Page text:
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Hemodynamic challenge to early mobilization after cardiac surgery: A pilot study


Cassina, Tiziano; Putzu, Alessandro; Santambrogio, Luisa; Villa, Michele; Licker, Marc Joseph (2016). Hemodynamic challenge to early mobilization after cardiac surgery: A pilot study. Annals of Cardiac Anaesthesia, 19(3):425-432.

Abstract

BACKGROUND: Active mobilization is a key component in fast-track surgical strategies. Following major surgery, clinicians are often reluctant to mobilize patients arguing that circulatory homeostasis would be impaired as a result of myocardial stunning, fluid shift, and autonomic dysfunction.
AIMS: We examined the feasibility and safety of a mobilization protocol 12-24 h after elective cardiac surgery.
SETTING AND DESIGN: This observational study was performed in a tertiary nonacademic cardiovascular Intensive Care Unit.
MATERIALS AND METHODS: Over a 6-month period, we prospectively evaluated the hemodynamic response to a two-staged mobilization procedure in 53 consecutive patients. Before, during, and after the mobilization, hemodynamics parameters were recorded, including the central venous oxygen saturation (ScvO 2 ), lactate concentrations, mean arterial pressure (MAP), heart rate (HR), right atrial pressure (RAP), and arterial oxygen saturation (SpO 2 ). Any adverse events were documented.
RESULTS: All patients successfully completed the mobilization procedure. Compared with the supine position, mobilization induced significant increases in arterial lactate (34.6% [31.6%, 47.6%], P = 0.0022) along with reduction in RAP (-33% [-21%, -45%], P < 0.0001) and ScvO 2 (-7.4% [-5.9%, -9.9%], P = 0.0002), whereas HR and SpO 2 were unchanged. Eighteen patients (34%) presented a decrease in MAP > 10% and nine of them (17%) required treatment. Hypotensive patients experienced a greater decrease in ScvO 2 (-18 ± 5% vs. -9 ± 4%, P = 0.004) with similar changes in RAP and HR. All hemodynamic parameters, but arterial lactate, recovered baseline values after resuming the horizontal position.
CONCLUSIONS: Early mobilization after cardiac surgery appears to be a safe procedure as far as it is performed under close hemodynamic and clinical monitoring in an intensive care setting.

Abstract

BACKGROUND: Active mobilization is a key component in fast-track surgical strategies. Following major surgery, clinicians are often reluctant to mobilize patients arguing that circulatory homeostasis would be impaired as a result of myocardial stunning, fluid shift, and autonomic dysfunction.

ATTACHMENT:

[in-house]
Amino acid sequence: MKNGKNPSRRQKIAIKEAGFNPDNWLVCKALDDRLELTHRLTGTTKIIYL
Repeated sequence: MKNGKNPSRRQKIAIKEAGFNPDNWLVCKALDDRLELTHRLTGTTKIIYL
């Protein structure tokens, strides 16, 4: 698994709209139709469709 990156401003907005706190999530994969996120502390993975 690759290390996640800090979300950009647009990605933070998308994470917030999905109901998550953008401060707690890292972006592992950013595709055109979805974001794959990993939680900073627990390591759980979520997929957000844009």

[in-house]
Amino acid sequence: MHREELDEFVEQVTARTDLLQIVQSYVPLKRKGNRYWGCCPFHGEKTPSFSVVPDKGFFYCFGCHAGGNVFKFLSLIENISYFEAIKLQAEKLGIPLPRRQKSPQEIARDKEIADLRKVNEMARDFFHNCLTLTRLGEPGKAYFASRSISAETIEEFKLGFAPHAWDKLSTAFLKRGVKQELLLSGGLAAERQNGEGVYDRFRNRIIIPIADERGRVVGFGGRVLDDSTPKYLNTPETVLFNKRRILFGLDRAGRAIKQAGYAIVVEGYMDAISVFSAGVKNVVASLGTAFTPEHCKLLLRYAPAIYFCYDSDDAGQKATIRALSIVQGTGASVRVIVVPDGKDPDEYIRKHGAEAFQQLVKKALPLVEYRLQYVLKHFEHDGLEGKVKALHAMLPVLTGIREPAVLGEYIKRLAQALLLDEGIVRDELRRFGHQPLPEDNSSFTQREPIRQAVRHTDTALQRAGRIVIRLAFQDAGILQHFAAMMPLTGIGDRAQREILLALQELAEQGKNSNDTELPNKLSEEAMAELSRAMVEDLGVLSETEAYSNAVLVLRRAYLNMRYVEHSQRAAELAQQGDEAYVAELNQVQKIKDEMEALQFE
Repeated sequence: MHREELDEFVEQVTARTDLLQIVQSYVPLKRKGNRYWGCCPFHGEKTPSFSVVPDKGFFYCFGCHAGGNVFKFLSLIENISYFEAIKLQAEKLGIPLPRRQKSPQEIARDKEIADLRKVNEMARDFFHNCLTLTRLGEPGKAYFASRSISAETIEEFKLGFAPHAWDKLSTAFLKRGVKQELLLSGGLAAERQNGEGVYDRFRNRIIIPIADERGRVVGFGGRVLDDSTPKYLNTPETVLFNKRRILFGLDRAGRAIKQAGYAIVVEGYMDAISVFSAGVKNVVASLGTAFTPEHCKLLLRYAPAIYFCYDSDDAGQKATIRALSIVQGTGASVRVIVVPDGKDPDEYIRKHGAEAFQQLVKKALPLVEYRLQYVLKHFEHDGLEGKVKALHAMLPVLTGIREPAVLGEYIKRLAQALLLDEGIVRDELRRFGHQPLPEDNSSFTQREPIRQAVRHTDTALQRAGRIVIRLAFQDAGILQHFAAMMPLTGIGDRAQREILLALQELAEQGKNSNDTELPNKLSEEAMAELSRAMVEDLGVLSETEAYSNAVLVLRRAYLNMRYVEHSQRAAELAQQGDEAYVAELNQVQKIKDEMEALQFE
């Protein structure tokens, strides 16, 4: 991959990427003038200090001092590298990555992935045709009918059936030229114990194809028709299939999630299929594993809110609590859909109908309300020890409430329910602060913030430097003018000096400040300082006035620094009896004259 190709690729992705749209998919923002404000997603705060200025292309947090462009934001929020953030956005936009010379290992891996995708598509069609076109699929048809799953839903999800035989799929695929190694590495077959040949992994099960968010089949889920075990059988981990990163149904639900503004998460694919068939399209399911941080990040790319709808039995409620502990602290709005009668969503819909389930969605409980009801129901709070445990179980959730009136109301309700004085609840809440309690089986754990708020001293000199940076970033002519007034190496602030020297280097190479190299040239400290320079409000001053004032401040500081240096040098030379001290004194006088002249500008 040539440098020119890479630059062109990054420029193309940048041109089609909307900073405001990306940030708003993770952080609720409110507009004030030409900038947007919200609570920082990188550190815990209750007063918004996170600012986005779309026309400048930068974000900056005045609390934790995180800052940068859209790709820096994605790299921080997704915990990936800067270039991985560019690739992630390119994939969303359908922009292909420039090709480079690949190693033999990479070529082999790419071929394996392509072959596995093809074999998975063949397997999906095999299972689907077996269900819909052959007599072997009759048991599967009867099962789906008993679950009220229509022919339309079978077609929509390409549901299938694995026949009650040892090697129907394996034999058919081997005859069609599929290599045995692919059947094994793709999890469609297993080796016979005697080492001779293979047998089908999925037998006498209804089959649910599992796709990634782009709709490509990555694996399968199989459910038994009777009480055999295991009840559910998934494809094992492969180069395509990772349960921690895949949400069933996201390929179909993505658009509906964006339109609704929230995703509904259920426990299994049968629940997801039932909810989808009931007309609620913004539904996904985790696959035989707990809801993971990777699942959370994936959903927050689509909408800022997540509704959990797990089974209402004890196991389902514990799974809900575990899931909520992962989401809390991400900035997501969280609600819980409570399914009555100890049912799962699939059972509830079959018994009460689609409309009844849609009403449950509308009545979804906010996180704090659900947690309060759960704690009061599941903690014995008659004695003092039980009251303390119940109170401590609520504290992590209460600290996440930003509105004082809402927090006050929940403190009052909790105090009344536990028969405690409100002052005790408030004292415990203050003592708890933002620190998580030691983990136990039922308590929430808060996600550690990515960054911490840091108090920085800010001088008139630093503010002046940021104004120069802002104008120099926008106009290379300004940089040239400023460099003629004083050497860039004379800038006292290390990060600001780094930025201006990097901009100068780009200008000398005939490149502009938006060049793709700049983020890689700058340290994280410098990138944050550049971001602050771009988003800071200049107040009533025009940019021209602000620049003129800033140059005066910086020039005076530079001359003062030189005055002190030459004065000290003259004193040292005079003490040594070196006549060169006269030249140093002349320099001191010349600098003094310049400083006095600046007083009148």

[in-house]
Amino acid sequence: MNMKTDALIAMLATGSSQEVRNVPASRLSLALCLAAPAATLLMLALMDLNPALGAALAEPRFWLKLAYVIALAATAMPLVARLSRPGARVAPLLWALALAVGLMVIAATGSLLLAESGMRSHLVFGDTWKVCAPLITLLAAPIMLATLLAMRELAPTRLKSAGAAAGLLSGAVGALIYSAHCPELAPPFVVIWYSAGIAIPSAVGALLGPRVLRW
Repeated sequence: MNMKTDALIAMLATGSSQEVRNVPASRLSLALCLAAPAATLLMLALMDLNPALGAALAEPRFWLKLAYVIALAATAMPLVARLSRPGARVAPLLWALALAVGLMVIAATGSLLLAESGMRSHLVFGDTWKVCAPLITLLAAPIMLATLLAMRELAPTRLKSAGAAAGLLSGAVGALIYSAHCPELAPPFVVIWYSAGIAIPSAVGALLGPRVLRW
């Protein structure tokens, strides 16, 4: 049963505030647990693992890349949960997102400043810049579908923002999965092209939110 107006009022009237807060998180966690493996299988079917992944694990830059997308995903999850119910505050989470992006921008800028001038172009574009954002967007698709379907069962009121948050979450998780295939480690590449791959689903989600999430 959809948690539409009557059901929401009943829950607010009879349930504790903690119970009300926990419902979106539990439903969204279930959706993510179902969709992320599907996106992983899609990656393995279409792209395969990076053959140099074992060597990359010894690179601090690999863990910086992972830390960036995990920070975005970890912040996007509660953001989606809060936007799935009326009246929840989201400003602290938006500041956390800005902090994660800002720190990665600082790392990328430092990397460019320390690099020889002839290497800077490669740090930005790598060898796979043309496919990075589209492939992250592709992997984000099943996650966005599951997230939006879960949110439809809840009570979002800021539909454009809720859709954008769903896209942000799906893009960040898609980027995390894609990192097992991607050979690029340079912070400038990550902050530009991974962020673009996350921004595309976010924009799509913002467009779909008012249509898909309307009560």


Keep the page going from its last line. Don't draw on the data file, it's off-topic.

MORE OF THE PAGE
AIMS: We examined the feasibility and safety of a mobilization protocol 12-24 h after elective cardiac surgery.
SETTING AND DESIGN: This observational study was performed in a tertiary nonacademic cardiovascular Intensive Care Unit.
MATERIALS AND METHODS: Over a 6-month period, we prospectively evaluated the hemodynamic response to a two-staged mobilization procedure in 53 consecutive patients. Before, during, and after the mobilization, hemodynamics parameters were recorded, including the central venous oxygen saturation (ScvO 2 ), lactate concentrations, mean arterial pressure (MAP), heart rate (HR), right atrial pressure (RAP), and arterial oxygen saturation (SpO 2 ). Any adverse events were documented.
RESULTS: All patients successfully completed the mobilization procedure. Compared with the supine position, mobilization induced significant increases in arterial lactate (34.6% [31.6%, 47.6%], P = 0.0022) along with reduction in RAP (-33% [-21%, -45%], P < 0.0001) and ScvO 2 (-7.4% [-5.9%, -9.9%], P = 0.0002), whereas HR and SpO 2 were unchanged. Eighteen patients (34%) presented a decrease in MAP > 10% and nine of them (17%) required treatment. Hypotensive patients experienced a greater decrease in ScvO 2 (-18 ± 5% vs. -9 ± 4%, P = 0.004) with similar changes in RAP and HR. All hemodynamic parameters, but arterial lactate, recovered baseline values after resuming the horizontal position.
CONCLUSIONS: Early mobilization after cardiac surgery appears to be a safe procedure as far as it is performed under close hemodynamic and clinical monitoring in an intensive care setting.

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Additional indexing

Item Type:Journal Article, refereed, original work
Communities & Collections:04 Faculty of Medicine > Cardiocentro Ticino
Dewey Decimal Classification:610 Medicine & health
Language:English
Date:2016
Deposited On:25 Jan 2017 09:02
Last Modified:08 Dec 2017 21:54
Publisher:Medknow Publications
ISSN:0971-9784
Free access at:PubMed ID. An embargo period may apply.
Publisher DOI:https://doi.org/10.4103/0971-9784.185524
PubMed ID:27397446

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